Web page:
Reviewing this list gave me the answer to my first question. I was mad. Not at AJ’s father for not wanting to be with me, but at myself. I could confidently and honestly say that I wasn’t so delusional to believe that he had to be with me simply because that’s what I thought I wanted or even because I happened to be carrying his child at the time. I was mad at myself because I had made such a fundamental mistake in losing myself in the “situationship” before it even grew into “dating” and even before I became pregnant. I had lost the dating game before I even got a chance to really play.
The next question that I had to answer for myself was whether I wanted AJ’s father to be unhappy with me instead of happy with someone else. A quick and easy answer to this question is “Of course not.” In order for me to believe when I told myself that, I also had to give myself an honest explanation of why. So I reflected on the time we spent together and things we talked about when we were discussing the option of actually building a relationship. Shamefully, I had to admit to myself that during a previous conversation we had, I was basically trying to convince him that being with me in an actual relationship would be a good thing for both of us.
I asked him, “Do you think you would be happy in a relationship with me.” He thought for a few seconds, and then replied, “Yeah. I’m sure I would...” For me, that was an easy victory because logically, if one knows how to achieve happiness, there’s no excuse not to pursue it. A moment later, he followed up with, “…but I don’t want to be in a relationship with anyone.” If I were smart, I would have severed ties immediately.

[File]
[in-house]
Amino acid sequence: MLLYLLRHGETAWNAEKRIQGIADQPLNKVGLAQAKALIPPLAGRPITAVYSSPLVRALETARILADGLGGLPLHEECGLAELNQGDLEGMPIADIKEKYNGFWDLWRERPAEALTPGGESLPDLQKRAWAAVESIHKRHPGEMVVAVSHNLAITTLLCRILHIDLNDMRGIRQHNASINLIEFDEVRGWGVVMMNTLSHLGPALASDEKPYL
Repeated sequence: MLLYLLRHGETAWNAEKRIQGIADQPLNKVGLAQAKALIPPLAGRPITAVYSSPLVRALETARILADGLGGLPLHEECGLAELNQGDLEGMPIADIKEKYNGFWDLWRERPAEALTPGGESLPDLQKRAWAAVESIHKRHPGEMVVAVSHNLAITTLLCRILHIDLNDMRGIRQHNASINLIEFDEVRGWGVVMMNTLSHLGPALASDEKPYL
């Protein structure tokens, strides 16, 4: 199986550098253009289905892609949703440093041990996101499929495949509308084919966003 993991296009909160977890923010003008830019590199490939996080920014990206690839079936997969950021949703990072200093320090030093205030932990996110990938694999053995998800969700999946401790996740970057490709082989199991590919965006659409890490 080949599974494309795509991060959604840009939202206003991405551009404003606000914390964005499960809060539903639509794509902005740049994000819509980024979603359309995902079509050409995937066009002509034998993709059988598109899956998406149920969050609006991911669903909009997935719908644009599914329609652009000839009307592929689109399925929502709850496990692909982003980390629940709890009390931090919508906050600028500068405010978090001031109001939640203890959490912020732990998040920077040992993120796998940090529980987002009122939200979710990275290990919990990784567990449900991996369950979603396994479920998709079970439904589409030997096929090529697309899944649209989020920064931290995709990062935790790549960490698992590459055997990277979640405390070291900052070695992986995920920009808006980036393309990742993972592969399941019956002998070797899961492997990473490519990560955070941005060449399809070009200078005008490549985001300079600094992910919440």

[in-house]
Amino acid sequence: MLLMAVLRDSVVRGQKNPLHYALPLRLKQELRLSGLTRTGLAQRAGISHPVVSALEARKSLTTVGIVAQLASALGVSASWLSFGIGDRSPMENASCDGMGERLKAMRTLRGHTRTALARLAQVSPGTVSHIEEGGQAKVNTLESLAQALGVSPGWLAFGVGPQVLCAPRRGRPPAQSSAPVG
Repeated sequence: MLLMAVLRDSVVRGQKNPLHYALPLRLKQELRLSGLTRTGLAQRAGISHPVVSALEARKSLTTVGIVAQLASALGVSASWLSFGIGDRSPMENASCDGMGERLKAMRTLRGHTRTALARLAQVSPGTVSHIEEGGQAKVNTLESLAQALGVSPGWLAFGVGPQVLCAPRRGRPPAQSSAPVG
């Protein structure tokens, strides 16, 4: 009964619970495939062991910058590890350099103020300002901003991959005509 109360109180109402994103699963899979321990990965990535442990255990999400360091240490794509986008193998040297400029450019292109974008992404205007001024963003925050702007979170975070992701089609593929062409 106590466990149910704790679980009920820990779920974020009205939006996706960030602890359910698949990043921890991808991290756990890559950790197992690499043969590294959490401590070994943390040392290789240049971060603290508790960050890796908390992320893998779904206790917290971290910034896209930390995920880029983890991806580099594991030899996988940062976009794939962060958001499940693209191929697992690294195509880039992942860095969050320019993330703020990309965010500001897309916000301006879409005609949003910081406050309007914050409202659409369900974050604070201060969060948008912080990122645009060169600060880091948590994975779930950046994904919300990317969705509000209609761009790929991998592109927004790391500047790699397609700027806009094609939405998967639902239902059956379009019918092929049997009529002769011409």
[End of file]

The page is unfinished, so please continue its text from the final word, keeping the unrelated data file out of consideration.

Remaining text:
But I wasn’t, at least not in this situation. Now, after reflecting on my own shortcomings, I realize that AJ’s father is unhappy, but it’s only because that’s how he wants to feel. I find, even now in attempting to co-parent with him, which of course is like pulling teeth, that he knows the best ways to solve his problems, but he chooses not to, for whatever reason that suits him at the time. His state of unhappiness would happen with or without me in the picture. And as badly as I wanted to save him from it, I realize now that I never had that power because he chooses unhappiness for himself over and over in the decisions he makes every day, and only he can change that for himself.
Do I at least pray for him to find his happiness one day? Of course I do because his state of personal contentment may one day affect how he interacts with my daughter and even be projected onto her life. Also, thinking logically, I realized that I actually want more for myself that to be with someone I had to convince into a relationship. I don’t want to be in a relationship with any man if it isn’t a, intentional, positive, and uplifting experience for both of us because I would lose myself in trying to solve all of his problems, which I’m sure now is exactly what happened between AJ’s father and me. I completely lost myself.
So to answer to my second question, I can confidently say, “No, I wouldn’t rather that he be unhappy with me than happy with someone else” because that would be a recipe for failure.
The third question, Am I going to be spiteful and try to make his life and relationship with AJ difficult every chance that I get? was a tricky one for me to answer, mainly because of the growth I need to do as a woman and as a mother, and how it directly relates to how I currently deal with anger, but also because in answering it, I’d have to assume that he’ll change his mind one day and want to be involved in his daughter’s life. Guess what? I’m not holding my breath for that one.
Nevertheless, in answering this question, I had to be honest with myself again. Have I already made decisions out of spite? Technically, yes. Things I told myself I wouldn’t worry about became the focus of my attention because of his choice not to be a parent to AJ right now. (Remember before, I said “attempting to co-parent.” It definitely is not happening organically, and my efforts have been the only ones in existence at this point.)